Nepal Guranse Summer 'Hand-Rolled Floral' Black Tea

Tea type
Black Tea
Ingredients
Black Tea Leaves
Flavors
Almond, Apricot, Blackberry, Bread, Butter, Cherry, Cream, Dandelion, Earth, Grass, Hay, Herbaceous, Honey, Malt, Muscatel, Orange Blossom, Orange Zest, Pear, Pine, Rose, Smoke, Spinach, Vanilla, Vegetal, Citrus Zest, Fruit Tree Flowers, Grapes, Floral, Smooth, Fruity, Wet Wood
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Loose Leaf
Caffeine
Not available
Certification
Organic
Edit tea info Last updated by eastkyteaguy
Average preparation
200 °F / 93 °C 4 min, 0 sec 5 g 9 oz / 252 ml

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7 Tasting Notes View all

From What-Cha

A fantastic hand rolled Nepalese tea, it has a floral aroma and a smooth taste of apricot and orange blossoms combined with gentle muscatel malt notes.

A summer tea which is evocative of the very best second flush teas found in Darjeeling.

Tasting Notes:
- Floral aroma
- Apricot and orange blossom taste
- Gentle muscatel and malt notes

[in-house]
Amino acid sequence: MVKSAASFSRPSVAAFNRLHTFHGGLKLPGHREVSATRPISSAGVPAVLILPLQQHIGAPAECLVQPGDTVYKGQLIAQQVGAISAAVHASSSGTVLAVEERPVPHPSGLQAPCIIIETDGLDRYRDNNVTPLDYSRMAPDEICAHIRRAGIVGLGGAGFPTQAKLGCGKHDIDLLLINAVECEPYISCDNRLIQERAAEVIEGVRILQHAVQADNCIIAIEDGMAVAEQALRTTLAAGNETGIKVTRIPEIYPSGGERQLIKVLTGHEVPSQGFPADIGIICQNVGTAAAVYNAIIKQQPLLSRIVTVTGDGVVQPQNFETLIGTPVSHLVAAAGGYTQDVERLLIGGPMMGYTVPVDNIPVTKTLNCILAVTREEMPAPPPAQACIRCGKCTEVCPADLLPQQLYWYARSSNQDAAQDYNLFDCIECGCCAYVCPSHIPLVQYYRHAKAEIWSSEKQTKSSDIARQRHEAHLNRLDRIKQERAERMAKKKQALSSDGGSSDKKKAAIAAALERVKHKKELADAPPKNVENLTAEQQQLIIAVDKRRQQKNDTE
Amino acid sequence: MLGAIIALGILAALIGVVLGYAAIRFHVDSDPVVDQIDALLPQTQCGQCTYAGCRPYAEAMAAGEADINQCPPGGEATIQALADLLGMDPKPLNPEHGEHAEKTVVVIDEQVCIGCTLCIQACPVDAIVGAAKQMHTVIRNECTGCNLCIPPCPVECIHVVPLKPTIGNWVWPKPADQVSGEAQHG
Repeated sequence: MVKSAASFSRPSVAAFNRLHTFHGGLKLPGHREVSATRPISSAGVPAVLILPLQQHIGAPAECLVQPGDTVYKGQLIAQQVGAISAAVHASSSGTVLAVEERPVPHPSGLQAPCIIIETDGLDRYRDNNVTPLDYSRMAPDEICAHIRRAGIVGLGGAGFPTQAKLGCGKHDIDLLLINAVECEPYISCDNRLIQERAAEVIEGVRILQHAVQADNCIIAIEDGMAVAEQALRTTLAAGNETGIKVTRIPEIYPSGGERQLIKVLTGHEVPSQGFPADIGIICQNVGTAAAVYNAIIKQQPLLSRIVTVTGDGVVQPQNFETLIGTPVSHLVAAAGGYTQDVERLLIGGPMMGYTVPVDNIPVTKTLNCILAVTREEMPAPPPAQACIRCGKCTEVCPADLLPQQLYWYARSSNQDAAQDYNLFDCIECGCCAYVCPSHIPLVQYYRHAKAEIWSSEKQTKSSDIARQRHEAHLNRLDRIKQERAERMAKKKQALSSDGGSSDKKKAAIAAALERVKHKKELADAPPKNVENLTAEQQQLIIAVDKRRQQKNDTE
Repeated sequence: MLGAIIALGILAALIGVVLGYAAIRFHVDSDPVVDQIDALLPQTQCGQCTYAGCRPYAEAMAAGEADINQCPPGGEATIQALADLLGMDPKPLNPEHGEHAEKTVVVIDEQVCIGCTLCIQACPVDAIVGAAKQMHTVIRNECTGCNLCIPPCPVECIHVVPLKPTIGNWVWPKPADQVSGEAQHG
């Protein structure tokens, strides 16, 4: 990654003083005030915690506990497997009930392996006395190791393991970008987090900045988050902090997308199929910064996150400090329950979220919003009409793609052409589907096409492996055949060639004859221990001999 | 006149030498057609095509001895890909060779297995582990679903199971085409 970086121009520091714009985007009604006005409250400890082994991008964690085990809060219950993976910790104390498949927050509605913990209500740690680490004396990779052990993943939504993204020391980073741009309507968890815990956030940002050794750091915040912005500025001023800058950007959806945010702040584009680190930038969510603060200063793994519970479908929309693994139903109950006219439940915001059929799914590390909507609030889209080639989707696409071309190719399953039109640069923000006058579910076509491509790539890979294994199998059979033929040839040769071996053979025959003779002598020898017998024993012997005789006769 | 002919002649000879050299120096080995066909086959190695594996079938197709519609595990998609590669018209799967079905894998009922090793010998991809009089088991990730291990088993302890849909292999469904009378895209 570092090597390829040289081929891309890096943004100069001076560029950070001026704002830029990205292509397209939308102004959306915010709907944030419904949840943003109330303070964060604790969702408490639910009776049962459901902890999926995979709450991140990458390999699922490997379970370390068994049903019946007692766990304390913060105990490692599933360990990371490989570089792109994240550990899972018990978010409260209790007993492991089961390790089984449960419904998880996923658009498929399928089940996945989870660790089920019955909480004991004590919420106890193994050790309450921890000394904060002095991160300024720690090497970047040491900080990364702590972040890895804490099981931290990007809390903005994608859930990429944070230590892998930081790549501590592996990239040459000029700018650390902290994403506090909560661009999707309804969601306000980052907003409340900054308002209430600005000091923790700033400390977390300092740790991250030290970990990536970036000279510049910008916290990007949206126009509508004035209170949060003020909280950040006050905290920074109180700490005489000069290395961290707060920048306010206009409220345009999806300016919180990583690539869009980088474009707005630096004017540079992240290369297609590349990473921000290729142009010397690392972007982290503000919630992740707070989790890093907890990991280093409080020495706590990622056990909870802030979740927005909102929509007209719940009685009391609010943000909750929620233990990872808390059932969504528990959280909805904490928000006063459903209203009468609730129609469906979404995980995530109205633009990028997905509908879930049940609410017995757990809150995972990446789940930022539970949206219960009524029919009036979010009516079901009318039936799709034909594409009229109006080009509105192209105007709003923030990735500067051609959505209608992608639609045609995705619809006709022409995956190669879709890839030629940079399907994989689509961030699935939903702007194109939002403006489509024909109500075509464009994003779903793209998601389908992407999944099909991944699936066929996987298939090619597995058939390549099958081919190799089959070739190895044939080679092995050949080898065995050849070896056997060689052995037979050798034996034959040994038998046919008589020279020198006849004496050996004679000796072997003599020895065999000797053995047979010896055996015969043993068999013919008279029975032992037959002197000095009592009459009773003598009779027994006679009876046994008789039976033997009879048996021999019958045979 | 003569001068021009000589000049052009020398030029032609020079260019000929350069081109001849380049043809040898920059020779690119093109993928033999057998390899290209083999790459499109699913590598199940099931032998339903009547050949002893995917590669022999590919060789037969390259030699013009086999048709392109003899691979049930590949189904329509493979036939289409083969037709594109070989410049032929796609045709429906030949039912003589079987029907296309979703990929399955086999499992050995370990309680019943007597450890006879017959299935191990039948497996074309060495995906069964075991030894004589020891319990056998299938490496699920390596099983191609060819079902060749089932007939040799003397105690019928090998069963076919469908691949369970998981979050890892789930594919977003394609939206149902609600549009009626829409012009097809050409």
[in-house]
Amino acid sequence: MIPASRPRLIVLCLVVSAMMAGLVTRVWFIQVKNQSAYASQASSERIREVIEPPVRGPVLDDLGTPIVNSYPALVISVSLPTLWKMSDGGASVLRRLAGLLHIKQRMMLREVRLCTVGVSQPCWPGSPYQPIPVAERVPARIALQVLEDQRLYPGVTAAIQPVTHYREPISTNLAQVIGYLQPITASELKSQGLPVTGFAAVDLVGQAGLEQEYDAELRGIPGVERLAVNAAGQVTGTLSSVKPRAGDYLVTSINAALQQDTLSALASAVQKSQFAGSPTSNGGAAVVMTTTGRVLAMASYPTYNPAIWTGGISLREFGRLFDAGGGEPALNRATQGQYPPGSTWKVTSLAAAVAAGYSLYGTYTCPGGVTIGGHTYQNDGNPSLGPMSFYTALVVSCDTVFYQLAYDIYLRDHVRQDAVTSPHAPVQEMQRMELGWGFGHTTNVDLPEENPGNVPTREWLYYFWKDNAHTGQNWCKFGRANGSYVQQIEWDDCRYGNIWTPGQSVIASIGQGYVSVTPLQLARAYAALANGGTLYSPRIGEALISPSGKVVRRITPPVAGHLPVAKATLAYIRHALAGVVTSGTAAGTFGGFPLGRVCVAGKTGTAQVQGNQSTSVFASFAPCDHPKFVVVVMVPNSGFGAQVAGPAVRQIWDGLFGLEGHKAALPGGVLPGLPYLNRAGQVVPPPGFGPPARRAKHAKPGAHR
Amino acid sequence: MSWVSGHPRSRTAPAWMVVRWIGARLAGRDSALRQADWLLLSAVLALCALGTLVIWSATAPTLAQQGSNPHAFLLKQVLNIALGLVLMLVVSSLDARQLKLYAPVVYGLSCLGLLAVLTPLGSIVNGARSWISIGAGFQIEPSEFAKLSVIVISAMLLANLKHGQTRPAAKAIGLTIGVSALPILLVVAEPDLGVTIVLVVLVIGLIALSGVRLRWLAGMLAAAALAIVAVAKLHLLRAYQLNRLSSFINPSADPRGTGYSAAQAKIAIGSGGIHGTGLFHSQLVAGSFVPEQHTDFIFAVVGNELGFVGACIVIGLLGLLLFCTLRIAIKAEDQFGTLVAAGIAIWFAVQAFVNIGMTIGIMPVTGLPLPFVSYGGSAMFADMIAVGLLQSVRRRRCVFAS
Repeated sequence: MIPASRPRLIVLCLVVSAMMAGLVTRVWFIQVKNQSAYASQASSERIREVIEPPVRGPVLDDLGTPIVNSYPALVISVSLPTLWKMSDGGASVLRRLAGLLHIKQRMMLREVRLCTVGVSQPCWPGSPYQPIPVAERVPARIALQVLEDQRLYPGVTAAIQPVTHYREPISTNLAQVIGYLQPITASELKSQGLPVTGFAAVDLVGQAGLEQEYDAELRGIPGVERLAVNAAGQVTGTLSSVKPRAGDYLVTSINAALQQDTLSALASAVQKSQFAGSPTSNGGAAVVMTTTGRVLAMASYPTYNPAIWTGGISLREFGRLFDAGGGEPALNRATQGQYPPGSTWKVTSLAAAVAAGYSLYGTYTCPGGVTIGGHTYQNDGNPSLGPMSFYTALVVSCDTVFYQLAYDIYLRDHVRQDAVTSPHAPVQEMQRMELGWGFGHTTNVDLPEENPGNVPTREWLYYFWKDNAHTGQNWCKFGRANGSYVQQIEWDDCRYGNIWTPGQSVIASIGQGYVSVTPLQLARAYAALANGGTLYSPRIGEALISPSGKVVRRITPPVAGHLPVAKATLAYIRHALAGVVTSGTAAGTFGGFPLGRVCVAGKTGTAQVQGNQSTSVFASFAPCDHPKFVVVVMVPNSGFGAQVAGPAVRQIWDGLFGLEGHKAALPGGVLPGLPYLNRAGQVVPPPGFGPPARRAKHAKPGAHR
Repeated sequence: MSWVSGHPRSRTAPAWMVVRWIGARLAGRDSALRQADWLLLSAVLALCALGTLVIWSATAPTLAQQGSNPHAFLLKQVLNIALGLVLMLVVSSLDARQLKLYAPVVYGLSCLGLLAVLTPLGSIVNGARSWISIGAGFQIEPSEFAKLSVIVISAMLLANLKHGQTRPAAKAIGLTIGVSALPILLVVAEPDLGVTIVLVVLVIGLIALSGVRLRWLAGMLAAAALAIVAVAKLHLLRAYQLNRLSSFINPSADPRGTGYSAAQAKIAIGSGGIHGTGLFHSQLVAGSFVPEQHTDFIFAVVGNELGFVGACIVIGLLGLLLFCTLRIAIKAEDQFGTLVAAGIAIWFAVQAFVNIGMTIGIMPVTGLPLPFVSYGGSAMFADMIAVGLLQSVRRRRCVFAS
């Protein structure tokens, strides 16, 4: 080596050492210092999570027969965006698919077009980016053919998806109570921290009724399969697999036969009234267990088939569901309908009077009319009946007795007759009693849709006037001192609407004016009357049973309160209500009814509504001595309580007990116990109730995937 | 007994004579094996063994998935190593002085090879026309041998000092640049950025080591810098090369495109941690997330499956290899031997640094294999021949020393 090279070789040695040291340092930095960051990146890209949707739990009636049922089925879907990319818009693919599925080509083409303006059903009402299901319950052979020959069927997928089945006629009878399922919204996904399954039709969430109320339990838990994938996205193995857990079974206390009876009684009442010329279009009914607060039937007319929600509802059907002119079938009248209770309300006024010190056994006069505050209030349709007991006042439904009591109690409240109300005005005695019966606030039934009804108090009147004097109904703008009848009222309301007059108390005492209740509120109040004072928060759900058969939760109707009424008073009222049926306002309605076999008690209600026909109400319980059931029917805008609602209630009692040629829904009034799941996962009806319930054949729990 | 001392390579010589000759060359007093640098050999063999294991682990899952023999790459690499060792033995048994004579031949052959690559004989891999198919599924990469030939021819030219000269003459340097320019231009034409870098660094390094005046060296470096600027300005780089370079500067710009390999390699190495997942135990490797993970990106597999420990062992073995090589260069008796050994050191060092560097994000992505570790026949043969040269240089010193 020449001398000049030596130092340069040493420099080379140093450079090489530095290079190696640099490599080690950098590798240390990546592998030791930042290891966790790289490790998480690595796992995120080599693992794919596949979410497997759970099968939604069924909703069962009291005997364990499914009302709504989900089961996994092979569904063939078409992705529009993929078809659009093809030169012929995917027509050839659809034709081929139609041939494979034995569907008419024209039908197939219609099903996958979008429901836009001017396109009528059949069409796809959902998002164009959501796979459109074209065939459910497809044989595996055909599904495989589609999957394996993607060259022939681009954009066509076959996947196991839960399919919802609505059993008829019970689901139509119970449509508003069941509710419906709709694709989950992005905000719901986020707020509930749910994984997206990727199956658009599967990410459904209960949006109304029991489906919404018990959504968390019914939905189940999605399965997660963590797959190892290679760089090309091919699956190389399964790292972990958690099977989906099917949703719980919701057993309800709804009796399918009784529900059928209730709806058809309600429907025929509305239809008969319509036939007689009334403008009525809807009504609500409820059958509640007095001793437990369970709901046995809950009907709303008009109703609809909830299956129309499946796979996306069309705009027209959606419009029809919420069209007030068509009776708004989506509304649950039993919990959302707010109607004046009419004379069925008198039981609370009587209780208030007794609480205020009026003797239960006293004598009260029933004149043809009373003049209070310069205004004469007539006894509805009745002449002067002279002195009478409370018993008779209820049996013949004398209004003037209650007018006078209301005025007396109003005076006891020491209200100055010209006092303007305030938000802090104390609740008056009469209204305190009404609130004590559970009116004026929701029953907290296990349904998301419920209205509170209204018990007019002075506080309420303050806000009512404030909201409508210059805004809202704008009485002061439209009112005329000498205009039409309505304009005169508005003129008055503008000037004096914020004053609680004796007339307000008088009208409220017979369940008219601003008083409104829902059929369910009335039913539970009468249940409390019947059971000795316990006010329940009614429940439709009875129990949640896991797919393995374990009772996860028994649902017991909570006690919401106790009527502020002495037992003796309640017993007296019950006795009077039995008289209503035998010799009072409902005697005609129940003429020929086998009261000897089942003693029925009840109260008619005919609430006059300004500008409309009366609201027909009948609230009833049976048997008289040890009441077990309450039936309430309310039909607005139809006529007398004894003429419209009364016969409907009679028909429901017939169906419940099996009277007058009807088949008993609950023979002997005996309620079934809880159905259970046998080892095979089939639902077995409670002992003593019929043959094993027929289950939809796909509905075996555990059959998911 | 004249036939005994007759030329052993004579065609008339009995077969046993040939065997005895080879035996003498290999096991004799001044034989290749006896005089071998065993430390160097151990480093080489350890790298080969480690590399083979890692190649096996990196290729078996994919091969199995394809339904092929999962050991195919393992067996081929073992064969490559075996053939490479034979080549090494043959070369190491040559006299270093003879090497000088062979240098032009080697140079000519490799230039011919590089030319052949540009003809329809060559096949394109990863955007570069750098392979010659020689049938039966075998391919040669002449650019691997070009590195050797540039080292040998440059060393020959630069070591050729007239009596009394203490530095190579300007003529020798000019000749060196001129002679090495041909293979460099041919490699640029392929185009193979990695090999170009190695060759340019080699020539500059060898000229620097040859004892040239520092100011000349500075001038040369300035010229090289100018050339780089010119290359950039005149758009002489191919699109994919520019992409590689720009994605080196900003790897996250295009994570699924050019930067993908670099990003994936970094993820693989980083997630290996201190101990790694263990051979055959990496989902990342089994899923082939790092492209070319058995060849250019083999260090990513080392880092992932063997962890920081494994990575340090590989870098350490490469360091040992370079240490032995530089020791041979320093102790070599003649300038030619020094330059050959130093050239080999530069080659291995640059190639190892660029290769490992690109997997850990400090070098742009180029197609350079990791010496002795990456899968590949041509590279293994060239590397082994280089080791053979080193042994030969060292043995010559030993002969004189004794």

Harvest: Second Flush, Summer 2019
Invoice: G66/2019
Invoice Size: 11kg

Origin: Guranse Tea Estate, Hile, Dhankuta district, Nepal
Organic: Certified organic by NASAA
Altitude: 1,000-2,200m
Sourced: Direct from Guranse T.E.

Brewing Advice:
- Heat water to roughly 90°C/194°F
- Use 2 teaspoons per cup/small teapot
- Brew for 3-4 minutes

About What-Cha View company

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7 Tasting Notes

79
1031 tasting notes

Okay, I’m done after this one gets posted. I have to go to bed, and my thumbs are starting to get sore from typing on my phone. This was another of my 2020 sipdowns. I recall having very high expectations for this tea after being impressed by two previous offerings from Guranse. Sadly, it didn’t live up to those expectations, but it still turned out to be a more or less very good tea.

I prepared this tea in the Western style. I steeped 3 grams of loose tea leaves in approximately 8 fluid ounces of 194 F water for 5 minutes. I did not rinse the leaves nor did I attempt any additional infusions.

Prior to infusion, the dry tea leaves produced aromas of pine, roasted almond, dandelion, malt, honey, and baked bread. After infusion, I picked up additional aromas of butter, cream, vanilla, muscatel, rose, and orange blossom, as well as a subtle apricot presence. The tea liquor offered notes of grass, pine, cream, butter, orange zest, malt, pear, rose, orange blossom, dandelion, dandelion greens, black cherry, blackberry, apricot, roasted almond, muscatel, baked bread, and wintergreen oil that were chased by hints of hay, spinach, vanilla, smoke, earth, red apple, and honey. Each sip finished smooth, creamy, malty, nutty, and buttery with slight astringency and a pleasant wintergreen presence that lingered in the back of the throat.